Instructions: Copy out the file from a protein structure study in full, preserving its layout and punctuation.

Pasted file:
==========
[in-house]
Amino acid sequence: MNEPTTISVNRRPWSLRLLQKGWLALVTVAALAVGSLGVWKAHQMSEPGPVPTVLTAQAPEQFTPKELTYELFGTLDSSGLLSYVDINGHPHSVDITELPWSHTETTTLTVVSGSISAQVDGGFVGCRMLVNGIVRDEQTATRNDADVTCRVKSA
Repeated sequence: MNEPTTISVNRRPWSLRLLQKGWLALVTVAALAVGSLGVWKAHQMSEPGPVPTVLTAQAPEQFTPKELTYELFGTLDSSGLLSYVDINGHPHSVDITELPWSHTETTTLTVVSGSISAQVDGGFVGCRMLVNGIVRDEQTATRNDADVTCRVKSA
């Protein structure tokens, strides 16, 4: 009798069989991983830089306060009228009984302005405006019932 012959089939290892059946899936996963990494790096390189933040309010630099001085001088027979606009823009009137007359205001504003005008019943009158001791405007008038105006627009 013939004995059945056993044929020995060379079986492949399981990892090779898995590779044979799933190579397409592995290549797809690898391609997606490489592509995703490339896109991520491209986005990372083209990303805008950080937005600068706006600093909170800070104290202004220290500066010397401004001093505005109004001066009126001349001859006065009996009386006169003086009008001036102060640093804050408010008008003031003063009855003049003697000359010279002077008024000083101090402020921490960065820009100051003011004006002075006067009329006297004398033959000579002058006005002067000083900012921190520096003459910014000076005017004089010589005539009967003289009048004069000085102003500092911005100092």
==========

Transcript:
[in-house]
Amino acid sequence: MNEPTTISVNRRPWSLRLLQKGWLALVTVAALAVGSLGVWKAHQMSEPGPVPTVLTAQAPEQFTPKELTYELFGTLDSSGLLSYVDINGHPHSVDITELPWSHTETTTLTVVSGSISAQVDGGFVGCRMLVNGIVRDEQTATRNDADVTCRVKSA
Repeated sequence: MNEPTTISVNRRPWSLRLLQKGWLALVTVAALAVGSLGVWKAHQMSEPGPVPTVLTAQAPEQFTPKELTYELFGTLDSSGLLSYVDINGHPHSVDITELPWSHTETTTLTVVSGSISAQVDGGFVGCRMLVNGIVRDEQTATRNDADVTCRVKSA
């Protein structure tokens, strides 16, 4: 009798069989991983830089306060009228009984302005405006019932 012959089939290892059946899936996963990494790096390189933040309010630099001085001088027979606009823009009137007359205001504003005008019943009158001791405007008038105006627009 013939004995059945056993044929020995060379079986492949399981990892090779898995590779044979799933190579397409592995290549797809690898391609997606490489592509995703490339896109991520491209986005990372083209990303805008950080937005600068706006600093909170800070104290202004220290500066010397401004001093505005109004001066009126001349001859006065009996009386006169003086009008001036102060640093804050408010008008003031003063009855003049003697000359010279002077008024000083101090402020921490960065820009100051003011004006002075006067009329006297004398033959000579002058006005002067000083900012921190520096003459910014000076005017004089010589005539009967003289009048004069000085102003500092911005100092």